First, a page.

Nature Notes: Time for the Butterflies

Of particular interest in the invertebrate world are the largest migratory insects of them all, the monarch butterflies
Monarch butterflies, which migrate along the Atlantic Coast in their greatest numbers starting in September, have been less numerous in recent years, but local observers have reported an uptick in sightings so far this year. Terry Sullivan

It’s the end of summer and all matter of flying organisms — bird, bats, dragonflies, and butterflies — are on the wing. On the last evening of August, at least seven nighthawks flew over the Bustamante house on the northeast side of Lake Montauk. Flocks of migrating tree swallows have been swirling around during the past three weeks, migrating and feeding as they go. When a hungry sharp-shinned hawk or merlin comes by, they gather into tight bunches like schools of baitfish trying to elude predators.

Of particular interest in the invertebrate world are the largest migratory insects of them all, the monarch butterflies. Each year at this time, just as butterfly bushes, asters, and goldenrods are blooming, we look for them to flap by with their glorious orange, black-veined wings. They often stop and feed as they go, mostly following the Atlantic Coast dunes on their way to the Jersey coast. Their primary source of nectar on such trips are the seaside goldenrods, which start blooming in September and don’t stop in most years until the middle of October.

Almost every schoolchild knows the story of the monarch: how the female, after mating, lays her eggs, scattering one at a time on a milkweed plant, how the eggs hatch, and how the larvae feed on the poisonous sap of its milkweed host, turning into large yellow and black caterpillars, which after a couple of inches or more of growth pupate into cocoons. In a week or two, the cocoons split open and out comes a large butterfly, not only beautifully adorned, but noxious to the taste. The blue jay that bites a monarch invariably spits it out, and for the rest of its life never tries to feed on one again.

However, for almost a decade now, following a few bumper crops, monarchs have been scarce. Some say it’s because of a partial destruction of their overwintering grounds in the south, particularly in the pine tree-covered mountains of central Mexico. Others say there are fewer and fewer milkweeds to feed on each year. Whatever the reason for their partial demise, we have not seen hordes of them crossing Long Island for a long, long time.

This year may be the beginning of an upsurge, however. As of last Sunday Victoria Bustamante had seen 71. By the same date last year, she had counted only 38, and 55 the year before. Peter Dermody, a hydrogeologist who lives in the Moriches area, has been studying butterflies since he was 7 and each year tries his hand at raising them. He reported seeing about 20 a day for the last few weeks, on his property and elsewhere.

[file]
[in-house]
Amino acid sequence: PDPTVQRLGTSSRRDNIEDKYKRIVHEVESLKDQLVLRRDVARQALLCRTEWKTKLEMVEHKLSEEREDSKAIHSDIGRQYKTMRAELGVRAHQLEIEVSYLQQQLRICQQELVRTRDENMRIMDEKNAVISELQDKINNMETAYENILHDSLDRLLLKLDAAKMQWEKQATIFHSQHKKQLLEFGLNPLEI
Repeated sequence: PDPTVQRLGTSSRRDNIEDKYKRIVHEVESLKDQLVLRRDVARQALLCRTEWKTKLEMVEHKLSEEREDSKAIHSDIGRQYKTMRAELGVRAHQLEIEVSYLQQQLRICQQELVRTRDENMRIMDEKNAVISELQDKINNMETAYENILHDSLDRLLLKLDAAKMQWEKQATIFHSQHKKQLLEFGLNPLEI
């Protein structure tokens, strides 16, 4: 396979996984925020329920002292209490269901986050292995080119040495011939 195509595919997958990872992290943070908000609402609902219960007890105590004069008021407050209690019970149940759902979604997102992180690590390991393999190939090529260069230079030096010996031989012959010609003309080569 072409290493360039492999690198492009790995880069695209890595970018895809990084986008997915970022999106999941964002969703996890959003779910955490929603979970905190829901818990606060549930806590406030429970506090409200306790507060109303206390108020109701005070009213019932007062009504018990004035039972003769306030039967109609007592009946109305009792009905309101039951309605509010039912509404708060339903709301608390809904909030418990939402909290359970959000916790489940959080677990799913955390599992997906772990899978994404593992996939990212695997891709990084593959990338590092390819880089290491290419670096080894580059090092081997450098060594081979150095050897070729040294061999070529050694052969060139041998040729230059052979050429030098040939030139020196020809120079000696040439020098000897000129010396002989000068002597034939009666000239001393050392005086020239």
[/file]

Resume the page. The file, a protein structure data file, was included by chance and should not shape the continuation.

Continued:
Matthew Galcik, son of the late Walter Galcik, who worked for East Hampton caretaking Shadmoor State Park in Montauk and helping out in the Natural Resources Department for so many years, has made his house on Greenwich Street in Montauk a monarch butterfly oasis. He started two years ago after retiring from his New York City job with the transit authority. He bought several different milkweeds from nurseries and lined them up on his back porch and elsewhere on his property. The first year he had a few monarchs drop by and lay an egg or two. This year the caterpillars on those plants may number 100 or more. Last Friday, Walter, Lois Markle, and I got tired trying to count them all.

The monarch, unlike birds that fly south each fall, is a generational migrator. Adults start out in the south after overwintering and stop to produce young early on. Those young mature and continue the trip north. By the time the last monarch reaches Canada, it may be a great-grandchild of the original one that set out from the overwintering territory.

Like so many other brightly colored insects, several of which lay eggs on milkweeds and close relatives, their colors give them away. They are pungent to the tastebud and would-be predators — frogs, birds, snakes, lizards, and the like — soon catch on. In most cases it only takes one bite to keep a potential predator away for the rest of its life.

The second most populous butterfly here on Long Island, at least as Peter Dermody’s records for this year show, is the American painted lady, also very ornate in orange, black, and yellow hues. It looks a little like a monarch and so may capitalize on the monarch’s foul taste, as does the viceroy butterfly, which is a close mimic of the monarch. We don’t have many viceroys on Long Island, but they are found throughout the United States and southern Canada. On the other hand, the painted lady butterflies occur throughout the world, with the exception of South America. Peter Dermody sees 30 to 50 painted ladies on his butterfly bushes and goldenrods per day.

Hairstreaks, rather small butterflies that may be brightly colored or not, are rare on Long Island, or at least less observed than the bigger, more showy monarchs, viceroys, painted ladies, and swallowtails. Peter Dermody has one around his butterfly bush. 

Jean Held, who lives in Sag Harbor and is both a butterfly and dragonfly aficionado, has a hairstreak among her butterflies and she is still trying to determine its exact species.

One of the best places on Long Island to track monarchs on their way south is the Fire Island National Seashore, but almost any dune-y spot along Long Island’s ocean shores will yield results. If you look very closely, you may be able to tell a male from a female. The male has a tiny black dot on each wing where three veins intersect.


Larry Penny can be reached via email at